The Lions and Giants started 2-3. The Dolphins were 1-4. Pittsburgh was 4-5. And, of course, Green Bay was 4-6 and fighting a four-game losing streak when quarterback/spooky fortuneteller Aaron Rodgers famously said the Packers could “run the table.”

Yes sir, the 12-team NFL playoff field, which begins postseason play with four wild-card games Saturday and Sunday, is littered with finishers sporting the kinds of brains Vikings coach Mike Zimmer said he wants to pick as he tries to figure out how the Vikings turned the league’s best start (5-0) into the NFC’s ninth-best finish (8-8).

“I’ve got some people in mind that I’m going to talk to,” Zimmer said Tuesday. “Hopefully, they’ll talk to me about it. Some may not. I’m not afraid to ask what other people do better than I’m doing now and how I can do it better.”

Zimmer lamented not being able to get his team “over the hump” once adversity struck after the bye. Chances are pretty good the Packers won’t be among the more resilient teams sharing any secrets on running tables. Too bad, because No. 4 seed Green Bay (10-6) is riding an NFC-best six-game win streak heading into Sunday’s game against the fifth-seeded Giants (11-5) at Lambeau Field.

“We’ve been a part of some pretty special playoff games over the years,” Rodgers said this week. “Some pretty high highs and some disappointing lows. It’s fun to be a part of.

“Being a four seed, anybody can win it. We were a six seed [in 2010] and won [the Super Bowl]. The Giants were a [five] seed [in 2007] and won it. So we’re pretty hot right now.”

So are the Giants receivers. Led by Odell Beckham Jr., New York’s wideouts filled 24-hour sports network blathering with the audacity of spending a couple off days in South Beach.

When asked if the players would be fined, Giants coach Ben McAdoo reminded reporters that it’s a free country where people are allowed to go to the beach on days off. But the best sign that this is a non-story that won’t impact Sunday’s outcome came when Eli Manning shrugged and joked about it when bullrushed for his reaction.

“They didn’t pack accordingly,” Manning said. “They didn’t have any shirts. … I was telling people I’m the one who took the picture. They just wouldn’t let me in with my shirt off.”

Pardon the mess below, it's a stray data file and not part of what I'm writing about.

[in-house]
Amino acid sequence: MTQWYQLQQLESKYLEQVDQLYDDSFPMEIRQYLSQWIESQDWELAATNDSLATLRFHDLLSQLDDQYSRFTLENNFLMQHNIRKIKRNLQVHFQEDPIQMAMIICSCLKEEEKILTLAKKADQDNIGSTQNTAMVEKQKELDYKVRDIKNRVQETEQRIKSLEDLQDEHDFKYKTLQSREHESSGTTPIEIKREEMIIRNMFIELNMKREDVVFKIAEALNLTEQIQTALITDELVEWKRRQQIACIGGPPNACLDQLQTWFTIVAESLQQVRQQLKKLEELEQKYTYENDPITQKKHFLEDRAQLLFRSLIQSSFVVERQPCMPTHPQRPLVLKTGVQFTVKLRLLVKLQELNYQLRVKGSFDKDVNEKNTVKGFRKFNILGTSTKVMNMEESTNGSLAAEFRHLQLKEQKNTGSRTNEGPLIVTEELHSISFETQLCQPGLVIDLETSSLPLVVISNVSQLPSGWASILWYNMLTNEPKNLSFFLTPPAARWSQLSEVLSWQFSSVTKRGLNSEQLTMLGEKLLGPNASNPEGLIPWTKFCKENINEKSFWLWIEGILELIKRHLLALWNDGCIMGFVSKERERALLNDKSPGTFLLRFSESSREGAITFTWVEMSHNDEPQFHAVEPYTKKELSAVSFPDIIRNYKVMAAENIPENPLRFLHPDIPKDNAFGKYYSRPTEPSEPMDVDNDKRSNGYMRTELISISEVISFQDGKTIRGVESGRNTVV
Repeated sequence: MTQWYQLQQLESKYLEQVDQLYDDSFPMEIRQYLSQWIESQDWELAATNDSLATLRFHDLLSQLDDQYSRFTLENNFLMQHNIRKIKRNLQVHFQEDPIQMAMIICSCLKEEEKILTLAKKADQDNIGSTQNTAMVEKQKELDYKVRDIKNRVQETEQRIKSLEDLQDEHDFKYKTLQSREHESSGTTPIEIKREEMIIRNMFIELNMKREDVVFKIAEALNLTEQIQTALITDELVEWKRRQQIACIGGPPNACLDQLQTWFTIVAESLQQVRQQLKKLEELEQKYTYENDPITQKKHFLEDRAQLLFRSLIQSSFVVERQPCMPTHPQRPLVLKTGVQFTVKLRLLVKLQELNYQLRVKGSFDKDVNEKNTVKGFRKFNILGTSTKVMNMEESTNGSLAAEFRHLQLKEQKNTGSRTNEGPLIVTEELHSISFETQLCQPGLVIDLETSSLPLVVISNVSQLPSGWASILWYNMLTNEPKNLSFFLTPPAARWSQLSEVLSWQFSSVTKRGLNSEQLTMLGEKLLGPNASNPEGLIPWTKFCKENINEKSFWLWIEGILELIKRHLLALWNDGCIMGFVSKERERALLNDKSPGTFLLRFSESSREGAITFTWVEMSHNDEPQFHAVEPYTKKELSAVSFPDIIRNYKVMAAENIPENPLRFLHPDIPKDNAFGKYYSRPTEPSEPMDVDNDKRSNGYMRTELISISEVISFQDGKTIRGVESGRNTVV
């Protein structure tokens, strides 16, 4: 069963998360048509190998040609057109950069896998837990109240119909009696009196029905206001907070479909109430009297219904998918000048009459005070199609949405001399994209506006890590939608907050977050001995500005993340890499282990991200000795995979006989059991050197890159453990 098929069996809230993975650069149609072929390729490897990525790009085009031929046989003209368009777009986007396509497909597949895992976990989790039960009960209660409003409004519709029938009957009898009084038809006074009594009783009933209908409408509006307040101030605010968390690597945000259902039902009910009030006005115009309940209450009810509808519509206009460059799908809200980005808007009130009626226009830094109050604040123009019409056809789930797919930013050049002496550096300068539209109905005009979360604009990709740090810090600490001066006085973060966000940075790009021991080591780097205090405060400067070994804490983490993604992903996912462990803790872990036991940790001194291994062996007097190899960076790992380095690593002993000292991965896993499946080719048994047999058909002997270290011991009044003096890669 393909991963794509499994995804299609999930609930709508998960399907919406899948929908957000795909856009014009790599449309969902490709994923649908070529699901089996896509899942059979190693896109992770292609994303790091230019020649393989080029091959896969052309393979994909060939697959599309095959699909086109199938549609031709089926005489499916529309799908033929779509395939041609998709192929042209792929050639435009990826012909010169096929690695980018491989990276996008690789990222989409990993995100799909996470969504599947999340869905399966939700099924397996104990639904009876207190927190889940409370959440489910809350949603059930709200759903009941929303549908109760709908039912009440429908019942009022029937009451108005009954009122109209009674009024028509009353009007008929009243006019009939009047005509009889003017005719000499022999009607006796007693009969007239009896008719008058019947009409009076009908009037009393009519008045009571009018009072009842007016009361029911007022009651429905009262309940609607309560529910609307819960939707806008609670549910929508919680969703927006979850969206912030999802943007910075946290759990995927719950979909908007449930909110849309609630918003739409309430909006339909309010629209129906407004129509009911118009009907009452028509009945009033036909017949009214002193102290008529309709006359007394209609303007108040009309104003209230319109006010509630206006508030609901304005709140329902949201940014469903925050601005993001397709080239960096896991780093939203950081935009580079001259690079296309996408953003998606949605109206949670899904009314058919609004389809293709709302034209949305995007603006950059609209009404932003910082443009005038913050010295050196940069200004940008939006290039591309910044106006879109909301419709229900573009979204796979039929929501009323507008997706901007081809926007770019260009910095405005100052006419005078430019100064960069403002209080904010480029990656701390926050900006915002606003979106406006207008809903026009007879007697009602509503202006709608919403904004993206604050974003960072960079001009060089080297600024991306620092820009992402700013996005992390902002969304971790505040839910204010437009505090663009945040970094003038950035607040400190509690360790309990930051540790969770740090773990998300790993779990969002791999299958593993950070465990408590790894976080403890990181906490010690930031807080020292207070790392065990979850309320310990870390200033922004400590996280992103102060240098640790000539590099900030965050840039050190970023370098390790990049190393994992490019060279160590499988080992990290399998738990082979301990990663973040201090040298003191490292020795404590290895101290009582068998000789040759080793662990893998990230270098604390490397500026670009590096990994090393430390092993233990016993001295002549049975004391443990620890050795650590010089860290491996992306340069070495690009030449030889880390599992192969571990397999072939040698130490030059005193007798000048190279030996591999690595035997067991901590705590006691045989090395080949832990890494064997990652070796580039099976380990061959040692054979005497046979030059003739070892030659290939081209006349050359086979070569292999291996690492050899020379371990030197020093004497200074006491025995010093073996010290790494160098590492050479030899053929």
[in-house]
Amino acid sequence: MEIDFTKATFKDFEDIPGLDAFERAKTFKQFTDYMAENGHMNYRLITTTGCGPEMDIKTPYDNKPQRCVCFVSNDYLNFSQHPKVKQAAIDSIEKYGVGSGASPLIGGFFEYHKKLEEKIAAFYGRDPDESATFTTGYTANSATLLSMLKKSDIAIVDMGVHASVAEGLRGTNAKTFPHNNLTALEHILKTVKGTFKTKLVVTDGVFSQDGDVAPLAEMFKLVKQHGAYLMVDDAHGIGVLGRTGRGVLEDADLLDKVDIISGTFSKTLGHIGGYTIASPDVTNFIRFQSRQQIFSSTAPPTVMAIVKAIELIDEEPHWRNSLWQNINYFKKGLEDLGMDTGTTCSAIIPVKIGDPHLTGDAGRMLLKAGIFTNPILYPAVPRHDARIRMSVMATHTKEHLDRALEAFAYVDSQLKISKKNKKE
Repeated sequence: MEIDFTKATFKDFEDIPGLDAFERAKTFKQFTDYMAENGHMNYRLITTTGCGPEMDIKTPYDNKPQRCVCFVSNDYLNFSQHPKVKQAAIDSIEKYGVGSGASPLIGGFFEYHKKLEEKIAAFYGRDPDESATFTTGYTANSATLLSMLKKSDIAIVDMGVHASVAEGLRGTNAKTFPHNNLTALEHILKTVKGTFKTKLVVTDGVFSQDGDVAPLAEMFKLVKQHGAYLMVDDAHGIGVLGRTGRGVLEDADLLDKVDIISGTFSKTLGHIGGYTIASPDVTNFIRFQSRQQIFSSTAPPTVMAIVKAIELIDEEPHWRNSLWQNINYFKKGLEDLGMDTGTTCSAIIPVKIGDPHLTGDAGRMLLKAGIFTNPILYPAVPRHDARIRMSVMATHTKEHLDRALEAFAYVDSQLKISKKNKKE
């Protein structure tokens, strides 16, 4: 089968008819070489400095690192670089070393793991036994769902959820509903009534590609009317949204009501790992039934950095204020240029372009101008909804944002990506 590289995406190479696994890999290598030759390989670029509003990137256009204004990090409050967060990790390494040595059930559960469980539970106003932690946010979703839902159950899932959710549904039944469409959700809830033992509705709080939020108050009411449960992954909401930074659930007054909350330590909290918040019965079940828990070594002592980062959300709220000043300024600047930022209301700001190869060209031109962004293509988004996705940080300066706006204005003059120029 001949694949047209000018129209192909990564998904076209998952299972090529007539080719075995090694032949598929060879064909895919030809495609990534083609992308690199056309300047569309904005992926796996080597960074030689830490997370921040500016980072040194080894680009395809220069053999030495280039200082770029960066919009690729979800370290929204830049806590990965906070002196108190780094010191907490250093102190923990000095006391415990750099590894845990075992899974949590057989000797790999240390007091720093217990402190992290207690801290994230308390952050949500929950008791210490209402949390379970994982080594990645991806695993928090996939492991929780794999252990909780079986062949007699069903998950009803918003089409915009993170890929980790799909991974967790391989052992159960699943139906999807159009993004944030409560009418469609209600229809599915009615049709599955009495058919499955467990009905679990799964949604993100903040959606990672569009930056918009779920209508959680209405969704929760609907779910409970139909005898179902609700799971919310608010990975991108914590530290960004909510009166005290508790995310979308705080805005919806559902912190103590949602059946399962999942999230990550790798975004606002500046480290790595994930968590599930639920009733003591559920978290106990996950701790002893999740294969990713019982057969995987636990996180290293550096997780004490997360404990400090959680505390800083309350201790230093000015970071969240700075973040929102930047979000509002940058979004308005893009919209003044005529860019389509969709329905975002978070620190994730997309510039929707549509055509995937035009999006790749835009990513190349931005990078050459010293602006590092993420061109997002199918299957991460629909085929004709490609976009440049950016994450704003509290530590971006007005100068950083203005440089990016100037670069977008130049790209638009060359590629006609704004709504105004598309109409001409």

Eli has to be shaking his head at the notion his team won’t be ready for a playoff game at Lambeau. After all, this scenario is setting up a lot like 2007 and 2011.

During the 2007 and 2011 seasons, the Giants and Eli were average, the Packers and Brett Favre (2007)/Rodgers (2011) were red hot and the Patriots and Tom Brady were, well, the Patriots and Tom Brady.

Yet both years, Eli’s Giants upset the Packers at Lambeau en route to beating Brady in the Super Bowl. In 2007, the Patriots were 18-0 when they lost to the Giants. In 2011, the Packers were 15-1 when they lost to the Giants in the divisional round.

The biggest difference between this year and 2011 is the Giants have a much better defense this year. In 2011, they ranked 25th in points allowed (25.0). This year, they ranked second in points allowed (17.8) and defensive passer rating (75.8), which is helpful considering the Giants only score 19.4 points per game. To put that in perspective, the Vikings scored 20.4 per game.

The Packers appear to be the so-called “team no one wants to face in the playoffs.” But they will be on high alert when they spot those Giants uniforms through the mist of frozen breath. Otherwise, history could clobber the Packers with an embarrassing three-peat.

When the Vikings were 5-0, they had three wins vs. playoff-bound teams. They had beaten the Packers by a field goal and then the Texans and Giants handily.

Of course, nine years ago, when the Vikings were clearing out their lockers after missing the playoffs, safety Darren Sharper was asked if he thought the Giants had a chance to win the Super Bowl after giving the undefeated Patriots a scare in the season finale.

Sharper laughed. After all, the Vikings beat the Giants 41-17 that season.

“I wish we played those guys every week,” Sharper said.

A month later, “those guys” — the same ones who started 0-2 and 6-6 — finished with a Super Bowl victory.